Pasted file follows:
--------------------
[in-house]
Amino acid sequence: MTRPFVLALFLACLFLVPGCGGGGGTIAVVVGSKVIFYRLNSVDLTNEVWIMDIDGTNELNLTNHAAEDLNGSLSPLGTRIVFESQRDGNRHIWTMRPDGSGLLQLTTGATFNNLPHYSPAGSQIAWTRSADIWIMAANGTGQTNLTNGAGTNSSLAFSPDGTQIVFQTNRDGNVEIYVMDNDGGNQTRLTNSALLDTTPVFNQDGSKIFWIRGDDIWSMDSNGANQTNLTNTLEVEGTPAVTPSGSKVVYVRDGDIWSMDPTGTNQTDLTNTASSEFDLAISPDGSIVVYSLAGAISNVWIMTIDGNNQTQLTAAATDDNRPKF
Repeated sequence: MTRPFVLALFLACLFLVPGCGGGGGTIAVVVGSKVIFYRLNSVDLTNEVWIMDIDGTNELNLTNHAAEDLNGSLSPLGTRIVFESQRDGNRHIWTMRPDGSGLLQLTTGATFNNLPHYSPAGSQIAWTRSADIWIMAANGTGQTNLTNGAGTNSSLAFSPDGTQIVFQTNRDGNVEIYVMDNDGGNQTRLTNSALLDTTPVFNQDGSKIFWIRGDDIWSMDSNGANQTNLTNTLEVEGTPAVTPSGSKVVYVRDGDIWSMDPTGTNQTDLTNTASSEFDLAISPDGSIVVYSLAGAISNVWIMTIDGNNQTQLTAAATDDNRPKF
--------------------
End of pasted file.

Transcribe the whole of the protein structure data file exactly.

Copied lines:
[in-house]
Amino acid sequence: MTRPFVLALFLACLFLVPGCGGGGGTIAVVVGSKVIFYRLNSVDLTNEVWIMDIDGTNELNLTNHAAEDLNGSLSPLGTRIVFESQRDGNRHIWTMRPDGSGLLQLTTGATFNNLPHYSPAGSQIAWTRSADIWIMAANGTGQTNLTNGAGTNSSLAFSPDGTQIVFQTNRDGNVEIYVMDNDGGNQTRLTNSALLDTTPVFNQDGSKIFWIRGDDIWSMDSNGANQTNLTNTLEVEGTPAVTPSGSKVVYVRDGDIWSMDPTGTNQTDLTNTASSEFDLAISPDGSIVVYSLAGAISNVWIMTIDGNNQTQLTAAATDDNRPKF
Repeated sequence: MTRPFVLALFLACLFLVPGCGGGGGTIAVVVGSKVIFYRLNSVDLTNEVWIMDIDGTNELNLTNHAAEDLNGSLSPLGTRIVFESQRDGNRHIWTMRPDGSGLLQLTTGATFNNLPHYSPAGSQIAWTRSADIWIMAANGTGQTNLTNGAGTNSSLAFSPDGTQIVFQTNRDGNVEIYVMDNDGGNQTRLTNSALLDTTPVFNQDGSKIFWIRGDDIWSMDSNGANQTNLTNTLEVEGTPAVTPSGSKVVYVRDGDIWSMDPTGTNQTDLTNTASSEFDLAISPDGSIVVYSLAGAISNVWIMTIDGNNQTQLTAAATDDNRPKF